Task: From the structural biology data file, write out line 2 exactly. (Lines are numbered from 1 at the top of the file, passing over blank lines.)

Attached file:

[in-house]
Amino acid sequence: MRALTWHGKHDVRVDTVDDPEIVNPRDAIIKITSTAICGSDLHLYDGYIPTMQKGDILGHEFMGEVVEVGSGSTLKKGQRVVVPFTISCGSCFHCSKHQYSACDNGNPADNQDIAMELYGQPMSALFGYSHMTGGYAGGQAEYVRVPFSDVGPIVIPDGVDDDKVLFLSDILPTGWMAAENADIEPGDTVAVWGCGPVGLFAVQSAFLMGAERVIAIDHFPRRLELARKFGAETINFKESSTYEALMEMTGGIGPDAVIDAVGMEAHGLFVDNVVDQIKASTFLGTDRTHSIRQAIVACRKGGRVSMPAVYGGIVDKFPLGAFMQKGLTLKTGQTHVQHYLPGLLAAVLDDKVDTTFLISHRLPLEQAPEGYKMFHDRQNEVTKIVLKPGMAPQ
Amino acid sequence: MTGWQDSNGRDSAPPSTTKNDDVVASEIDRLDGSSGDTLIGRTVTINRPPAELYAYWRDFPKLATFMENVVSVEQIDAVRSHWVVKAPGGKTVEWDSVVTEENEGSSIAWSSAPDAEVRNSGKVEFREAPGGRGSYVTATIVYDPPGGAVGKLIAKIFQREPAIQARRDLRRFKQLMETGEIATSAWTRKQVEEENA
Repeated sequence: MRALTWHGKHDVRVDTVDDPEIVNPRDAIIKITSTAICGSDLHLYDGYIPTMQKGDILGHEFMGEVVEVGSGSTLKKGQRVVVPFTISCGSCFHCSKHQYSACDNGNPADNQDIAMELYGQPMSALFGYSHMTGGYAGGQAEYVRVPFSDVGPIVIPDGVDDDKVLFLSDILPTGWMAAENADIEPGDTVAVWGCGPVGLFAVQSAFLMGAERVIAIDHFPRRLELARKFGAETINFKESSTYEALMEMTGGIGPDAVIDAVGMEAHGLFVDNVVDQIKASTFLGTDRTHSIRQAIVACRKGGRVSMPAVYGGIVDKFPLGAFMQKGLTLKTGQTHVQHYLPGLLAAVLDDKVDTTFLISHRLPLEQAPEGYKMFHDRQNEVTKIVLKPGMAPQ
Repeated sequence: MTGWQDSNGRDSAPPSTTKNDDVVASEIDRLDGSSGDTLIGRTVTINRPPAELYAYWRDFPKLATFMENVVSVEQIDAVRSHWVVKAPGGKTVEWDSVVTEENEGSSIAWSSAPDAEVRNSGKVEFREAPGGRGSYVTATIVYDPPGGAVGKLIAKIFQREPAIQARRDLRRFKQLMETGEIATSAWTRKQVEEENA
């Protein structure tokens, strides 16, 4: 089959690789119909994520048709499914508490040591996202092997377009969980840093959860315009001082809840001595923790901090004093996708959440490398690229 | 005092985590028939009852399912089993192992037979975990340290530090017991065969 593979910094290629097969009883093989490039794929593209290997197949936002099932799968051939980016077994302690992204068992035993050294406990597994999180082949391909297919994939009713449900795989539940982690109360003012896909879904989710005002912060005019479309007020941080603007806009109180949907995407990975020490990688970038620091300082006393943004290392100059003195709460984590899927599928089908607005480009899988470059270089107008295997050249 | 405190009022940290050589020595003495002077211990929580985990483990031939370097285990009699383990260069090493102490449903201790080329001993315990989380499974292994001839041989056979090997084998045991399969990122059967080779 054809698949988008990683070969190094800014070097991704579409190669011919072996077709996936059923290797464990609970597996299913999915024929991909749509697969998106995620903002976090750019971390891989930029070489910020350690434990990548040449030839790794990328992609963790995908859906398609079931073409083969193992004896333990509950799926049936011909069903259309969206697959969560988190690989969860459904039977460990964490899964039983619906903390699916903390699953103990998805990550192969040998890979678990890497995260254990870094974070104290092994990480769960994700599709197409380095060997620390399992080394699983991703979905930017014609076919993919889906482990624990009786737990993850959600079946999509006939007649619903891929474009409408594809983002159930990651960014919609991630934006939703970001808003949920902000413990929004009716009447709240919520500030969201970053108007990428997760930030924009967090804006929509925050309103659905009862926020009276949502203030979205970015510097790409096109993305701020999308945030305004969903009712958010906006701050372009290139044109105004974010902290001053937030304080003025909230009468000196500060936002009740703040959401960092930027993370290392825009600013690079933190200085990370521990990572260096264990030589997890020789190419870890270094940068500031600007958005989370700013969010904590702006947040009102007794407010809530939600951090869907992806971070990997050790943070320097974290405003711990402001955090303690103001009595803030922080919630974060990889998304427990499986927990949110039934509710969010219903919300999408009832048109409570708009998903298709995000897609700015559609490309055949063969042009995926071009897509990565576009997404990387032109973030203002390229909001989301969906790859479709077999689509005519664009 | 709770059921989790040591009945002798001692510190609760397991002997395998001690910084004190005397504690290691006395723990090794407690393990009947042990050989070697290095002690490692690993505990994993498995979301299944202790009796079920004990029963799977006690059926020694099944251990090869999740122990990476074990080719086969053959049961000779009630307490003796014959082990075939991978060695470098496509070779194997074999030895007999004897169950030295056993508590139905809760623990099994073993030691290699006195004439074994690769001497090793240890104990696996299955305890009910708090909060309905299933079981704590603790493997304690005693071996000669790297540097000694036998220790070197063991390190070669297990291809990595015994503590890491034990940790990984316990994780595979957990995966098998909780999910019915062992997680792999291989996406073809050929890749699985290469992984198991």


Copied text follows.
Amino acid sequence: MRALTWHGKHDVRVDTVDDPEIVNPRDAIIKITSTAICGSDLHLYDGYIPTMQKGDILGHEFMGEVVEVGSGSTLKKGQRVVVPFTISCGSCFHCSKHQYSACDNGNPADNQDIAMELYGQPMSALFGYSHMTGGYAGGQAEYVRVPFSDVGPIVIPDGVDDDKVLFLSDILPTGWMAAENADIEPGDTVAVWGCGPVGLFAVQSAFLMGAERVIAIDHFPRRLELARKFGAETINFKESSTYEALMEMTGGIGPDAVIDAVGMEAHGLFVDNVVDQIKASTFLGTDRTHSIRQAIVACRKGGRVSMPAVYGGIVDKFPLGAFMQKGLTLKTGQTHVQHYLPGLLAAVLDDKVDTTFLISHRLPLEQAPEGYKMFHDRQNEVTKIVLKPGMAPQ